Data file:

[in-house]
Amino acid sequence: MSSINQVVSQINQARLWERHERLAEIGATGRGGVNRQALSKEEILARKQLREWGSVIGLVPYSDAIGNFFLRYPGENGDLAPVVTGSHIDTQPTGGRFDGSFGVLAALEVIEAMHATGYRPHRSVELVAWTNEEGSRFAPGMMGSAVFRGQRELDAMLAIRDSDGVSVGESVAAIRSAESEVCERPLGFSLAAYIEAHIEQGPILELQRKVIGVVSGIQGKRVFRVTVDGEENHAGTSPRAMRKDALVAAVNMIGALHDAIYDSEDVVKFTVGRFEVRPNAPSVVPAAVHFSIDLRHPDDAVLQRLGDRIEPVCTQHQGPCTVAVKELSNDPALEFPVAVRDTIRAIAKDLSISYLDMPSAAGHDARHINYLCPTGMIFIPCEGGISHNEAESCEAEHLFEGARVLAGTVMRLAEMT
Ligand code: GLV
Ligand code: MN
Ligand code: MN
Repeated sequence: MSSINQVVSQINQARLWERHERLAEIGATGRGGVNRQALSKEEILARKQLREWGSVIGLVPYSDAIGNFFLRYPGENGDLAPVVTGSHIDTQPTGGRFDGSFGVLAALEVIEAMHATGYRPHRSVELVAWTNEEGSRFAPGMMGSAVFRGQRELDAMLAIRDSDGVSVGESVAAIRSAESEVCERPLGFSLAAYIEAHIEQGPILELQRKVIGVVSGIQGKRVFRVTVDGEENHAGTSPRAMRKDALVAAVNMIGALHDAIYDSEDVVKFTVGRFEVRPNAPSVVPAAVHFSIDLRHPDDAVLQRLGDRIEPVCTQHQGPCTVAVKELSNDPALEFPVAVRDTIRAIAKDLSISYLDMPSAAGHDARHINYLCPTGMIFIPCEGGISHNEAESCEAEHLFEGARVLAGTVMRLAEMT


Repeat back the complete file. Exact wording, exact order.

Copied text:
[in-house]
Amino acid sequence: MSSINQVVSQINQARLWERHERLAEIGATGRGGVNRQALSKEEILARKQLREWGSVIGLVPYSDAIGNFFLRYPGENGDLAPVVTGSHIDTQPTGGRFDGSFGVLAALEVIEAMHATGYRPHRSVELVAWTNEEGSRFAPGMMGSAVFRGQRELDAMLAIRDSDGVSVGESVAAIRSAESEVCERPLGFSLAAYIEAHIEQGPILELQRKVIGVVSGIQGKRVFRVTVDGEENHAGTSPRAMRKDALVAAVNMIGALHDAIYDSEDVVKFTVGRFEVRPNAPSVVPAAVHFSIDLRHPDDAVLQRLGDRIEPVCTQHQGPCTVAVKELSNDPALEFPVAVRDTIRAIAKDLSISYLDMPSAAGHDARHINYLCPTGMIFIPCEGGISHNEAESCEAEHLFEGARVLAGTVMRLAEMT
Ligand code: GLV
Ligand code: MN
Ligand code: MN
Repeated sequence: MSSINQVVSQINQARLWERHERLAEIGATGRGGVNRQALSKEEILARKQLREWGSVIGLVPYSDAIGNFFLRYPGENGDLAPVVTGSHIDTQPTGGRFDGSFGVLAALEVIEAMHATGYRPHRSVELVAWTNEEGSRFAPGMMGSAVFRGQRELDAMLAIRDSDGVSVGESVAAIRSAESEVCERPLGFSLAAYIEAHIEQGPILELQRKVIGVVSGIQGKRVFRVTVDGEENHAGTSPRAMRKDALVAAVNMIGALHDAIYDSEDVVKFTVGRFEVRPNAPSVVPAAVHFSIDLRHPDDAVLQRLGDRIEPVCTQHQGPCTVAVKELSNDPALEFPVAVRDTIRAIAKDLSISYLDMPSAAGHDARHINYLCPTGMIFIPCEGGISHNEAESCEAEHLFEGARVLAGTVMRLAEMT